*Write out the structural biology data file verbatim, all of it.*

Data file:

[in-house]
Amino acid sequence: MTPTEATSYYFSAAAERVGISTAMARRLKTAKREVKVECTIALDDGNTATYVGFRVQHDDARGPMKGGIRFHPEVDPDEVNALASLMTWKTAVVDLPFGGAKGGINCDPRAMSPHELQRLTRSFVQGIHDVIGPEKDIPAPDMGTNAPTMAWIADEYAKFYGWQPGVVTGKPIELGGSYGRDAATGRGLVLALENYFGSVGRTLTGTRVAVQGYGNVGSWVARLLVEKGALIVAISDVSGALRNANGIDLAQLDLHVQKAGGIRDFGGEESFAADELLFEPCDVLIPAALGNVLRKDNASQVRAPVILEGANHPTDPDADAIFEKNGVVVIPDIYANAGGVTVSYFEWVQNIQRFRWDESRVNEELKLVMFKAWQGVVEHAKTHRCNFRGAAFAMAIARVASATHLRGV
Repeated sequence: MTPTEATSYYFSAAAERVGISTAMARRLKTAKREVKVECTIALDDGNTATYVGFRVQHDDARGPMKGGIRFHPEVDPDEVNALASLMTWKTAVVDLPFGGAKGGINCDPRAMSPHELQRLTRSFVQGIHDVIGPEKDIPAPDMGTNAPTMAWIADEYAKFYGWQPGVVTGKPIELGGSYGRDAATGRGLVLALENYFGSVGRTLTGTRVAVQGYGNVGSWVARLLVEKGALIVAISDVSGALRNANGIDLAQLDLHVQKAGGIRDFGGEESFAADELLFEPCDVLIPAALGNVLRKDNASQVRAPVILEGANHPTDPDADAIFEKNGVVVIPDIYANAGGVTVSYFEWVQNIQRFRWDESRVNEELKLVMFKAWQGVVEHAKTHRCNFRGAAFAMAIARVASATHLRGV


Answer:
[in-house]
Amino acid sequence: MTPTEATSYYFSAAAERVGISTAMARRLKTAKREVKVECTIALDDGNTATYVGFRVQHDDARGPMKGGIRFHPEVDPDEVNALASLMTWKTAVVDLPFGGAKGGINCDPRAMSPHELQRLTRSFVQGIHDVIGPEKDIPAPDMGTNAPTMAWIADEYAKFYGWQPGVVTGKPIELGGSYGRDAATGRGLVLALENYFGSVGRTLTGTRVAVQGYGNVGSWVARLLVEKGALIVAISDVSGALRNANGIDLAQLDLHVQKAGGIRDFGGEESFAADELLFEPCDVLIPAALGNVLRKDNASQVRAPVILEGANHPTDPDADAIFEKNGVVVIPDIYANAGGVTVSYFEWVQNIQRFRWDESRVNEELKLVMFKAWQGVVEHAKTHRCNFRGAAFAMAIARVASATHLRGV
Repeated sequence: MTPTEATSYYFSAAAERVGISTAMARRLKTAKREVKVECTIALDDGNTATYVGFRVQHDDARGPMKGGIRFHPEVDPDEVNALASLMTWKTAVVDLPFGGAKGGINCDPRAMSPHELQRLTRSFVQGIHDVIGPEKDIPAPDMGTNAPTMAWIADEYAKFYGWQPGVVTGKPIELGGSYGRDAATGRGLVLALENYFGSVGRTLTGTRVAVQGYGNVGSWVARLLVEKGALIVAISDVSGALRNANGIDLAQLDLHVQKAGGIRDFGGEESFAADELLFEPCDVLIPAALGNVLRKDNASQVRAPVILEGANHPTDPDADAIFEKNGVVVIPDIYANAGGVTVSYFEWVQNIQRFRWDESRVNEELKLVMFKAWQGVVEHAKTHRCNFRGAAFAMAIARVASATHLRGV